La Taqueria in San Francisco

8 tasty foods that I’d love to see in a Raleigh food hall

Television host, author, cooking show judge, jiu-jitsu aficionado, and all-around Renaissance man Anthony Bourdain recently released the preliminary sketches for his upcoming New York City food hall Bourdain Market. The food hall will be located in New York City’s Pier 57 along the Hudson River, and Bourdain has been quite public about his conglomerate wish list of global food stalls and hawkers curated from his travels that he’d like see in his project.

scouting: sungei road laksa #singapore | photo by @gracechan10 | #bourdainmarket

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Here in Raleigh, the tentacles of Hibernian Pub’s Niall Hanley may not have such a peripatetic reach for his proposed food hall in Raleigh’s Warehouse District (Morgan Street Food Hall and Market was also recently announced to open in Raleigh for 2017). But one hungry gal in Raleigh can still have her own fantasies of what she’d like in her version of a food hall.

A la Bourdain, my own list, if given a chance to fill a fantasy food hall, here are the food stalls that I’d love to see:

Hand-pulled noodles from Xi’an Famous Foods: Like Bourdain, when I first visited Xi’an Famous Foods, I fell in love. And fell hard. Xi’an’s is nothing special and not fancy (after all, everything is served on Styrofoam plates), but it does crank out some tasty and simple hand-pulled noodles with great toppings like cumin lamb and spicy stewed oxtail. Hand-pulled noodles are virtually non-existent in the Triangle area, so when I’m in New York City, I make a beeline straight towards Xi’an’s for a taste of the hand-ripped noodles. Best of all, Xi’an is even cheap by North Carolina standards.  I’ve never spent more than $10 for a hearty portion of really, really good food there.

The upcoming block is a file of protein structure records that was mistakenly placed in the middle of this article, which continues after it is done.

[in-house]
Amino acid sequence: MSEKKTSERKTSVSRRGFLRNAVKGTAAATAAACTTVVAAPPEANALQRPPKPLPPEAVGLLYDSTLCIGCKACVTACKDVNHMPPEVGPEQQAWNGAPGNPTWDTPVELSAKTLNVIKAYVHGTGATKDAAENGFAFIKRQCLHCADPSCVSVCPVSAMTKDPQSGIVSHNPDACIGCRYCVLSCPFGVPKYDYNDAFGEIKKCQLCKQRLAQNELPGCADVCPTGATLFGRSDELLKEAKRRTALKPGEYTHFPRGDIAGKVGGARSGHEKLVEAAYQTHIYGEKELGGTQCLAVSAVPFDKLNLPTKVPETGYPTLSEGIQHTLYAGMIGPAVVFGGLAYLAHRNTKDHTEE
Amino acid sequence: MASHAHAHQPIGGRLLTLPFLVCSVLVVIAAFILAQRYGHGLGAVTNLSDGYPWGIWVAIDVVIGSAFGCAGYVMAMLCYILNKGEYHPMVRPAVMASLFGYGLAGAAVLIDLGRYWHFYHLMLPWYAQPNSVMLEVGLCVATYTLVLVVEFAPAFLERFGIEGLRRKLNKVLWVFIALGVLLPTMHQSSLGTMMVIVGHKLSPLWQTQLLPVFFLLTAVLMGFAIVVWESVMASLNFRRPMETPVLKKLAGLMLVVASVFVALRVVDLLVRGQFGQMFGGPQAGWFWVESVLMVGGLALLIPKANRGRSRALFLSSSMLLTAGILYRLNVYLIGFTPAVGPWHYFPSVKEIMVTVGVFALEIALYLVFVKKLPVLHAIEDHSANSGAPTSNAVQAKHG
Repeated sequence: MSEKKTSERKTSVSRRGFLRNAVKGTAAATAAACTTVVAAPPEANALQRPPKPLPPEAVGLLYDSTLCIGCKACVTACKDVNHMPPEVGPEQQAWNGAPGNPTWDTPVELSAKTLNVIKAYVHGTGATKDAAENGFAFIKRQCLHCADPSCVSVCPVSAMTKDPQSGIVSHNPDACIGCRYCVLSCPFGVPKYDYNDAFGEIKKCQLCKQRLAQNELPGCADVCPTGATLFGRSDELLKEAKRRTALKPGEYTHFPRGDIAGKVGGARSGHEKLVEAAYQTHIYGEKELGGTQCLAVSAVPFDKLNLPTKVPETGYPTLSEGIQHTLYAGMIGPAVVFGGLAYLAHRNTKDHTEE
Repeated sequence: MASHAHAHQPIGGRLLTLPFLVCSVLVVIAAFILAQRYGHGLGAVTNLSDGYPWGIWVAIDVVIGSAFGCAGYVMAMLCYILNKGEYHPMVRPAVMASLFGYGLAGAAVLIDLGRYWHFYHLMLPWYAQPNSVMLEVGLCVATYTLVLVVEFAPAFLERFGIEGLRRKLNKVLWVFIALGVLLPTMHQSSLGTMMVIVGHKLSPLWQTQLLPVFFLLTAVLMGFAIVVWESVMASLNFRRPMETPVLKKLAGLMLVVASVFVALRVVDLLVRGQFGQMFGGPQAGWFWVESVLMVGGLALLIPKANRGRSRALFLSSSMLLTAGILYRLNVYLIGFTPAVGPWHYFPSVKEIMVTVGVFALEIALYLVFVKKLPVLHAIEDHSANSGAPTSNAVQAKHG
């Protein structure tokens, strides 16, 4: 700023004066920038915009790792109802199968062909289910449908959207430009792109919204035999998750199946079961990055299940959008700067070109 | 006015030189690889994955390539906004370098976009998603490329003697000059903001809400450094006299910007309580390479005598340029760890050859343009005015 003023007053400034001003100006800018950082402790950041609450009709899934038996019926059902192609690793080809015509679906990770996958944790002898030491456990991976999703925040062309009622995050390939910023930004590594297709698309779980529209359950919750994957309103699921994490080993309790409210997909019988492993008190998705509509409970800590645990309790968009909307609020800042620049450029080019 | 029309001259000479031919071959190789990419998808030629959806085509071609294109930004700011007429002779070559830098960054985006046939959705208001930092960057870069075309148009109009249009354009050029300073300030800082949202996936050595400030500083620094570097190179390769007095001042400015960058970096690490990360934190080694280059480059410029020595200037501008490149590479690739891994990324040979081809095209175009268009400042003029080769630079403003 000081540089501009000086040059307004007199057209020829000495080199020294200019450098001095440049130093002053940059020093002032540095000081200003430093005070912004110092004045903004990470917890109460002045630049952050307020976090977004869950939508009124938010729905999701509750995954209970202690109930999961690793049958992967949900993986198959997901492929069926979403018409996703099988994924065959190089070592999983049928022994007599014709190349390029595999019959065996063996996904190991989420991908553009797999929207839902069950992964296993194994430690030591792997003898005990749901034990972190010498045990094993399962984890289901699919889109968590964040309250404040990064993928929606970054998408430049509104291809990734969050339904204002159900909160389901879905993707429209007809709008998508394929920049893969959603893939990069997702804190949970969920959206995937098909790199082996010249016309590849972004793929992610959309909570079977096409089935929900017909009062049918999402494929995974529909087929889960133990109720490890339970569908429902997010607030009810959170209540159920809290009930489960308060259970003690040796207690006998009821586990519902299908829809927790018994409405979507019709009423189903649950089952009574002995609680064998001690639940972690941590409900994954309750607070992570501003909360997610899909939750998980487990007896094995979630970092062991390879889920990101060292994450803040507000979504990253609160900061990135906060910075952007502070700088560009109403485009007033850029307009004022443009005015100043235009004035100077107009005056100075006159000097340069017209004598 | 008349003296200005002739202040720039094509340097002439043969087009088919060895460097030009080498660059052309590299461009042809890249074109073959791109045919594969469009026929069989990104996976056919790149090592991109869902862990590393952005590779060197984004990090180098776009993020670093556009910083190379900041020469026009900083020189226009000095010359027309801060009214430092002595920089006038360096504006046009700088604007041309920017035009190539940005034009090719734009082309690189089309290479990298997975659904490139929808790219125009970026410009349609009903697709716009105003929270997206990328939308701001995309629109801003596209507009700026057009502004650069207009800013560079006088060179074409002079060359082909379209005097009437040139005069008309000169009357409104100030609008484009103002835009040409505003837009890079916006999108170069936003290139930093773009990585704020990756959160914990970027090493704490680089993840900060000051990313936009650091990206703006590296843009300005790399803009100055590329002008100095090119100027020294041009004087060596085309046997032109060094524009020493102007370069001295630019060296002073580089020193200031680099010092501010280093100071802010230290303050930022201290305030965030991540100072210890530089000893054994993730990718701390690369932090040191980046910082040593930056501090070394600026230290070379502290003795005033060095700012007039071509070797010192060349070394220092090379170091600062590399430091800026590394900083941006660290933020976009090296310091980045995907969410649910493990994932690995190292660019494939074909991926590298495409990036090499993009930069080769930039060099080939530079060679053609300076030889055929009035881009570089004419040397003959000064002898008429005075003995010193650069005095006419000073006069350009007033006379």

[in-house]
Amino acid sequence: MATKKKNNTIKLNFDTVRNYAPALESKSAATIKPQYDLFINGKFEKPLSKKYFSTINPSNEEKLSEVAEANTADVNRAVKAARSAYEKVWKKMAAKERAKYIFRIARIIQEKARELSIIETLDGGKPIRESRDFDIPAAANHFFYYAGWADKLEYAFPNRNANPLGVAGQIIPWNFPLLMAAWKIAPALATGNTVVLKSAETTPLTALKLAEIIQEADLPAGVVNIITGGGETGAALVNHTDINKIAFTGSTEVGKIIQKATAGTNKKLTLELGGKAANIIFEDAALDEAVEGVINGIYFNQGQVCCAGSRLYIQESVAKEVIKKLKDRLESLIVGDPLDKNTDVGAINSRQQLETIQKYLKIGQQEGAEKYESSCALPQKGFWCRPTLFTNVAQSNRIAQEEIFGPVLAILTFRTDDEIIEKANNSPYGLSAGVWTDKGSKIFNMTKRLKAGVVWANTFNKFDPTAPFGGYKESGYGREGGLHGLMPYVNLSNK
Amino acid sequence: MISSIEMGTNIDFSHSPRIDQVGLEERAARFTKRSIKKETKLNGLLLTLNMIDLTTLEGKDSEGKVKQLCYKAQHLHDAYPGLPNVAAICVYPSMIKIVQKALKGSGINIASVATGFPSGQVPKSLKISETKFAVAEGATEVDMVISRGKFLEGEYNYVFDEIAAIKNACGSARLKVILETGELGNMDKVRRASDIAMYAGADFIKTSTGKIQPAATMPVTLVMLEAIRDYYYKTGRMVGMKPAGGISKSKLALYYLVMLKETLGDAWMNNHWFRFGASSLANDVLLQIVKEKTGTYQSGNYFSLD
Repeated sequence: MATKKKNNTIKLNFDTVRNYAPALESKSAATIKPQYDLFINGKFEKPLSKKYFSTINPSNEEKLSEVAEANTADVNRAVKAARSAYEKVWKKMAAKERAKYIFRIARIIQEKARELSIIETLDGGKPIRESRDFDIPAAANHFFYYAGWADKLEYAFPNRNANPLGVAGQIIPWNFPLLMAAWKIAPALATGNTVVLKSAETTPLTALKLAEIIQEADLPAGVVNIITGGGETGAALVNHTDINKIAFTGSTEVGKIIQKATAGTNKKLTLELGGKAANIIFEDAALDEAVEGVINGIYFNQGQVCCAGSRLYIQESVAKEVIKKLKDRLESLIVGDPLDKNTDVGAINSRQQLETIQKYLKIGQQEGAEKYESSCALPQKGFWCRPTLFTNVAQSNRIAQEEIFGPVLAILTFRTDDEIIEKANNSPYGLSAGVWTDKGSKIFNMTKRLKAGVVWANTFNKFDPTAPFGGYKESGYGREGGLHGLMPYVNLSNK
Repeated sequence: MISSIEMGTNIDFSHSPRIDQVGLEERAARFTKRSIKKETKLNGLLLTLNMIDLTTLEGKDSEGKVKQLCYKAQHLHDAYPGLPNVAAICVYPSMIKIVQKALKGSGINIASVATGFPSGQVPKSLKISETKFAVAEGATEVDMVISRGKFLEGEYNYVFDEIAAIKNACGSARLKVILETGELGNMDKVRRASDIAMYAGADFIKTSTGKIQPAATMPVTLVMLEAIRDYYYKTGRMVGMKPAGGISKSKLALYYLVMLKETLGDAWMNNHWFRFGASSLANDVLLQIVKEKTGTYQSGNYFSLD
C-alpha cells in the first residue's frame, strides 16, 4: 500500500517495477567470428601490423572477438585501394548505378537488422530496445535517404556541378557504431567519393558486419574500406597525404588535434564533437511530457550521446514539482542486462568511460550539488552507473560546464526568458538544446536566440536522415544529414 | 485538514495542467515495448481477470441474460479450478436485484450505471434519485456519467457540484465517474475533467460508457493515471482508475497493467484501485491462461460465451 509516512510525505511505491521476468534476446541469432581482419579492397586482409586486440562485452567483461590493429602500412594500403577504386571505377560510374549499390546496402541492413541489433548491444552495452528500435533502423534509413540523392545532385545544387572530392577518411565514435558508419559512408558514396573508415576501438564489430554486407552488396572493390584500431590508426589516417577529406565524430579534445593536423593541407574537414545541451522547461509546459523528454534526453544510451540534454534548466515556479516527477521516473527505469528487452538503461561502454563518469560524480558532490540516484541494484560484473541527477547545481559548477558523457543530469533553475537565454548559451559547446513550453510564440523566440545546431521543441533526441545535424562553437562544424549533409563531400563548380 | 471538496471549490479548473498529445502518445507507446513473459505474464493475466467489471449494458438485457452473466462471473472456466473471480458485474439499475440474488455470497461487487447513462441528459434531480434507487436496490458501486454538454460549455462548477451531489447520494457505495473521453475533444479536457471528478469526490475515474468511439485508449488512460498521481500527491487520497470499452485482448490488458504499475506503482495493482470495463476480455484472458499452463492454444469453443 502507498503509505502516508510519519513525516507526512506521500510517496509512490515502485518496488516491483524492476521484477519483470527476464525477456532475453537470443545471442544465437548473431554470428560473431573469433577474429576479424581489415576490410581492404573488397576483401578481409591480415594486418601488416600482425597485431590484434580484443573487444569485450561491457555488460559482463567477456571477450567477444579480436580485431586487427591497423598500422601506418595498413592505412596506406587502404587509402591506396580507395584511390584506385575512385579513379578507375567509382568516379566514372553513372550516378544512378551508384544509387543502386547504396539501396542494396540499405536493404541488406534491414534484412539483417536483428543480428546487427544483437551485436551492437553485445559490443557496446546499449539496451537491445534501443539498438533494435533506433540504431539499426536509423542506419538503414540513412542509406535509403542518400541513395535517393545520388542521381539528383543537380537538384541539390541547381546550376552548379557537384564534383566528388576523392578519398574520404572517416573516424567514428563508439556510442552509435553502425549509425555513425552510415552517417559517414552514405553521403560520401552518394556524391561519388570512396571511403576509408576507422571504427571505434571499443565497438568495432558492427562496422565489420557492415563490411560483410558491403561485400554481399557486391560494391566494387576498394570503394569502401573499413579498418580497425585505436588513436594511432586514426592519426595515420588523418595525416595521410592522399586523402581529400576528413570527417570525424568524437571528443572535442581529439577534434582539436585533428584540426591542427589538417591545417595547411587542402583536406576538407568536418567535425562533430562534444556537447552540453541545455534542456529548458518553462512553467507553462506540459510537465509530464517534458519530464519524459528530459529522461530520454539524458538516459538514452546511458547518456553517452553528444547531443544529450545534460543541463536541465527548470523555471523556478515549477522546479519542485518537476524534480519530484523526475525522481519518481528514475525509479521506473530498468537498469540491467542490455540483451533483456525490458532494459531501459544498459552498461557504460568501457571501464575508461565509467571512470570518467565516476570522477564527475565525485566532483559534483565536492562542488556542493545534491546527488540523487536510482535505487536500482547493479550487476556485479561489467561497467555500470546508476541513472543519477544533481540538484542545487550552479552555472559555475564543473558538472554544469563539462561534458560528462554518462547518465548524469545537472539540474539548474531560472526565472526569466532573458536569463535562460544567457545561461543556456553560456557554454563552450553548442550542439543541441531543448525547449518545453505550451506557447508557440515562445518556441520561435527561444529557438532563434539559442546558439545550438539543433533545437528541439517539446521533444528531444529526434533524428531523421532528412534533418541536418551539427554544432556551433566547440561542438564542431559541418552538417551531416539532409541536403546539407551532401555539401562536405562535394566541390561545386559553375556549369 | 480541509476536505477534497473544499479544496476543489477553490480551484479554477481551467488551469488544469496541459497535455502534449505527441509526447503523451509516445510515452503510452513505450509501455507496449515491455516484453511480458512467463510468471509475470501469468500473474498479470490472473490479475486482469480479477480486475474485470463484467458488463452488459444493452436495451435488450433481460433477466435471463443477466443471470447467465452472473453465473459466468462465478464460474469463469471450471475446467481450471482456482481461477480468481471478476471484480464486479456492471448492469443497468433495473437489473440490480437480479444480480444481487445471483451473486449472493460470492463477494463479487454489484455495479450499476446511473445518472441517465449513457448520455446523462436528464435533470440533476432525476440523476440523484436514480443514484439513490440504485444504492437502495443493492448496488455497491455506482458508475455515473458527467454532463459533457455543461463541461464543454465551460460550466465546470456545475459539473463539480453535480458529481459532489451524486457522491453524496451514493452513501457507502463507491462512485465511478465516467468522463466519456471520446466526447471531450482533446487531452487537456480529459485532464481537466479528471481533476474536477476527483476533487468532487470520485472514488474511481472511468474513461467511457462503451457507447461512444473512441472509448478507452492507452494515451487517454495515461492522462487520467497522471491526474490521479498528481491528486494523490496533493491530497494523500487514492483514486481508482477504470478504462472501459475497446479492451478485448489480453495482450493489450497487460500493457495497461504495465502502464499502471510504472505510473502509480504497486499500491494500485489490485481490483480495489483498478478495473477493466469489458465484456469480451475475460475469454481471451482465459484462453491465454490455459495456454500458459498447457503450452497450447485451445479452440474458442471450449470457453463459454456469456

#repost best combo ??????@foodiemagician

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Xiao long bao from Din Tai Fung:  Xiao long bao. Chinese soup dumplings, the little coin purses of seasoned meat and fragrant broth hidden inside almost-translucent dumpling skin, have won international acclaim from places like Taiwan’s Din Tai Fung. In the Triangle area, one of the only places to get xiao long bao is Raleigh’s Golden Palace off Capital Boulevard. However, in downtown Raleigh, an area sadly bereft of authentic “ethnic” eats, I could see a food stall that specializes in only Chinese soup dumplings doing exceptionally well.

Our Truffle & Pork XiaoLongBao are made with truffle slices, truffle oil, and truffle salt ?

A photo posted by Din Tai Fung (@dintaifungusa) on


Hot fried chicken from Prince’s Hot Chicken: Even the Colonel has gotten wise to the gastronomical wonder of Nashville’s spicy chicken and has capitalized on its appeal to those that like it hot (some chefs will say KFC has bastardized the provencal Nashville food). Prince’s Hot Chicken is an iconic institution in Nashville known for its fiery hot, crispy fried chicken served on slices of Colonial white bread. The gospel of hot chicken is spreading nationally and now crept into the Triangle with the upcoming opening of Durham’s Mama’s Hot Chicken on April 15. Whether in Durham or Raleigh, I think hot chicken could light it up around here in an area that already has a penchant for fried chicken.